It's the biggest game of "Let's Pretend" around. It seems that average to below-average students are disappearing rapidly from pre-collegiate and college campuses throughout the United States. Where did they all go so quickly? Is our educational system really so outstanding despite the daily news to the contrary?
The College Board reports that since 1972 the percentage of ZTC college-bound seniors reporting high marks in school has almost trebled. In 1972, 28.4 percent of those taking the test said they had A or B averages. By 1993, it was 83 percent.
Of course, some people are not fooled by this puffery in which easy distinction has outrun actual performance; in which "feeling good" has outdistanced trying to feel good, but sometimes missing; where the precious right of equality of opportunity is perversely replaced by the bogus right of equal achievement regardless of effort or performance.
This tomfoolery will end, some say, and they identify the point -- it's when students enter the "real world," in which "F" efforts are given "F" grades and "A" efforts are given "A" grades.
What "real world" is this? Is it the one in which athletes are paid millions and millions of dollars yearly for merely entertaining, and yet the best of teachers barely break $40,000 a year, if that, for fundamentally changing a child's life?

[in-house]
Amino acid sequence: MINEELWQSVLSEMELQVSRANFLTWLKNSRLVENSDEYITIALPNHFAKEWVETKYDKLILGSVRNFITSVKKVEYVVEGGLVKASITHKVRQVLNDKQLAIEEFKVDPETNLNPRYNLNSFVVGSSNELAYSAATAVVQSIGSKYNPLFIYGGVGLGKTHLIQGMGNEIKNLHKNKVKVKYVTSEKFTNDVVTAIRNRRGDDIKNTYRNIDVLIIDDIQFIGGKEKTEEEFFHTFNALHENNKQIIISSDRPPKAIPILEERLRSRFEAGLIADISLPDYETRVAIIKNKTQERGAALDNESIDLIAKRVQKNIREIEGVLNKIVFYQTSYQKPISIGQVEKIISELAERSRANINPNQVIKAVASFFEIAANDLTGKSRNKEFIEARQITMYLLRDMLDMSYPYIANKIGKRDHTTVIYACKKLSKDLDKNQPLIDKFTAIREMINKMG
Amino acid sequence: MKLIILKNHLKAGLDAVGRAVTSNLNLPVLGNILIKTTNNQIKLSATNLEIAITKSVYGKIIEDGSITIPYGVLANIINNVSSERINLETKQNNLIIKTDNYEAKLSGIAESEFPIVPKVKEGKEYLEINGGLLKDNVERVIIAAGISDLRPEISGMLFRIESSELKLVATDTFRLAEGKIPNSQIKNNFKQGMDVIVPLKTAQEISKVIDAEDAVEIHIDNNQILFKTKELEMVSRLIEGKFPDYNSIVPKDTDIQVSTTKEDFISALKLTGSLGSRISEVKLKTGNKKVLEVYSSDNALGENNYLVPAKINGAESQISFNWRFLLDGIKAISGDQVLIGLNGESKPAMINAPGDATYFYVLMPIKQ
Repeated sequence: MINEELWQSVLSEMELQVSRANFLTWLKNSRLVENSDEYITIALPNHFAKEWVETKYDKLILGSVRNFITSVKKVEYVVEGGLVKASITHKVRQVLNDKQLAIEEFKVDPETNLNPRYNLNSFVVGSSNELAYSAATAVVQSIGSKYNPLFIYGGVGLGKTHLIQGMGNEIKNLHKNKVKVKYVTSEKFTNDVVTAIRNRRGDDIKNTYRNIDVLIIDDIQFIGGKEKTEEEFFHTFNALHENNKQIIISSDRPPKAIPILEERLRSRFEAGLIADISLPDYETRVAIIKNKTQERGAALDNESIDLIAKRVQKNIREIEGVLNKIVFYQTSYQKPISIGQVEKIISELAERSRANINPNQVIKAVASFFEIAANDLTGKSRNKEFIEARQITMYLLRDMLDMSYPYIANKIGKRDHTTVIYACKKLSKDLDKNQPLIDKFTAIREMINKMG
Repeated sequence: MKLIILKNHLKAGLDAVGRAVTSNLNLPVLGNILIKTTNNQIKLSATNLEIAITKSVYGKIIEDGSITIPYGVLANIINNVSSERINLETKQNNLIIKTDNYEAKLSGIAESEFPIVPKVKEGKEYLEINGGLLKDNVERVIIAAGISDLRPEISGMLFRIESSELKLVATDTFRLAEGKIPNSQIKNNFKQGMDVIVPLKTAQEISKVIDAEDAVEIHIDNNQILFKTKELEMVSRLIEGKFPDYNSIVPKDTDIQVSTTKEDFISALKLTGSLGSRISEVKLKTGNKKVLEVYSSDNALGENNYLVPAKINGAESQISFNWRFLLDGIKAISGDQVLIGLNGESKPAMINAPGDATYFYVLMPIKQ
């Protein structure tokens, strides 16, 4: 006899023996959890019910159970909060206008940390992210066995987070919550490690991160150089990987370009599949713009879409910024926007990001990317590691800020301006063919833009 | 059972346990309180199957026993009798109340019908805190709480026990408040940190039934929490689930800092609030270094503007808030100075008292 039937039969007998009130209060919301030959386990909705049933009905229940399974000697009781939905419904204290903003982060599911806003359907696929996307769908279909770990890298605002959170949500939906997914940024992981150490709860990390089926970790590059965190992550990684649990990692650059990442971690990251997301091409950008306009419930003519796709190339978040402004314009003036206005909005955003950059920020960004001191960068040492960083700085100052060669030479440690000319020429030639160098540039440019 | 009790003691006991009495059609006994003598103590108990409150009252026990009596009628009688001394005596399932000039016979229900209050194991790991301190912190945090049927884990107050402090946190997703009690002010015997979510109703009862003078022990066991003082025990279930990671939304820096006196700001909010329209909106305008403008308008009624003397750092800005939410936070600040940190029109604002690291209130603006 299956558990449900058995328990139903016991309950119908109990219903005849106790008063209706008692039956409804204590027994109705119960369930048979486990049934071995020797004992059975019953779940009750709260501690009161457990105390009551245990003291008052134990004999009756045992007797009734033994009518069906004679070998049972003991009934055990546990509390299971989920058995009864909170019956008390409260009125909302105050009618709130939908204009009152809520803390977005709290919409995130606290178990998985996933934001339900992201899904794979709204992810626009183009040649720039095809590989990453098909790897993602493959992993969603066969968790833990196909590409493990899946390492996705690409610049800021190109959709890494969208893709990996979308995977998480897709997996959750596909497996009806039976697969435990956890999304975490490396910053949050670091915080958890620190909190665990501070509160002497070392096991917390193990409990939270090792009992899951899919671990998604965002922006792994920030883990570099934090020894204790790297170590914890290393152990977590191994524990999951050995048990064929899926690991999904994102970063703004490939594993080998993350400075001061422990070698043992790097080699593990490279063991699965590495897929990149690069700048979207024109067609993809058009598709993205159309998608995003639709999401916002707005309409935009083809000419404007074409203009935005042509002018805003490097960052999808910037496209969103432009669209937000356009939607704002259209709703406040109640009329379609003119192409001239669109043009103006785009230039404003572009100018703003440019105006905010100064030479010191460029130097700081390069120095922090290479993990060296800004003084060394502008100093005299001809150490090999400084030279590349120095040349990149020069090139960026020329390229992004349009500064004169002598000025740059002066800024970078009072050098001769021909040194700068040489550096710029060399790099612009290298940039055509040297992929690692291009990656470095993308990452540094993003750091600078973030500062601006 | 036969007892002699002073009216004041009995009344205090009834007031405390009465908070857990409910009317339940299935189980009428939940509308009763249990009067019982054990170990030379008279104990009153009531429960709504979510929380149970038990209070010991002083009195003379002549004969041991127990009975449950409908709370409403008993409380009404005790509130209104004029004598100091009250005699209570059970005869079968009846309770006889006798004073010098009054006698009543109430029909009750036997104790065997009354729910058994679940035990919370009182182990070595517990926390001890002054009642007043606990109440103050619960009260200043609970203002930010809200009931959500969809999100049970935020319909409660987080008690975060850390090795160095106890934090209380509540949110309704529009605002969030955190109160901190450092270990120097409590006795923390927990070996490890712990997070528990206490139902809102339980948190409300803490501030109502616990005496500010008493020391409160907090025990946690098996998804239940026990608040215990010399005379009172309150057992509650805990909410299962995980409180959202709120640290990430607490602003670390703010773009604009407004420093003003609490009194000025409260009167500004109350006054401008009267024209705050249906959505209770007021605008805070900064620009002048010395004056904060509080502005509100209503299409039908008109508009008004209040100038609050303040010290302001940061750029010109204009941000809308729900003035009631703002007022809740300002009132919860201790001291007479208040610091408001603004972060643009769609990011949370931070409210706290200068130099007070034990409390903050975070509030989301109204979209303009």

Is it the world in which the allurements of the "drug trade" often are more attractive to kids than a decent job? Is it the world in which even some college professors reportedly cheat on their scientific research? Is it the world in which video stores expand and libraries close? Is it the world in which the government spends up to $35,000 a year to keep a person in jail, but won't spend a fraction of that to keep the same person in school?
Is it the world in which convicted high-rolling, white-collar criminals serve minimum jail terms, retain most if not all of their fortune and add to their riches by writing a book or making a movie about their lives?
The "real world" is not going to save us. It's not going to expose truth from pretense or reveal the emperor without his clothes. In fact, the real world won't care that the emperor has no clothes except for how it might exploit this situation. It will probably either convert his nudity into entertainment at a quarter a peep or (at outrageous prices) sell him knock-off designer clothes.
So where do you go to finally have effort match performance, word match deed? Maybe President Clinton had it right when he addressed an African-American ministers' group in Memphis, Tennessee, a few weeks ago. The unequivocal foundation for integrity and truthfulness, he said, is inside ourselves where pretending begins and frankly, where it ends.
William G. Durden is director of the Johns Hopkins University Center for Talented Youth.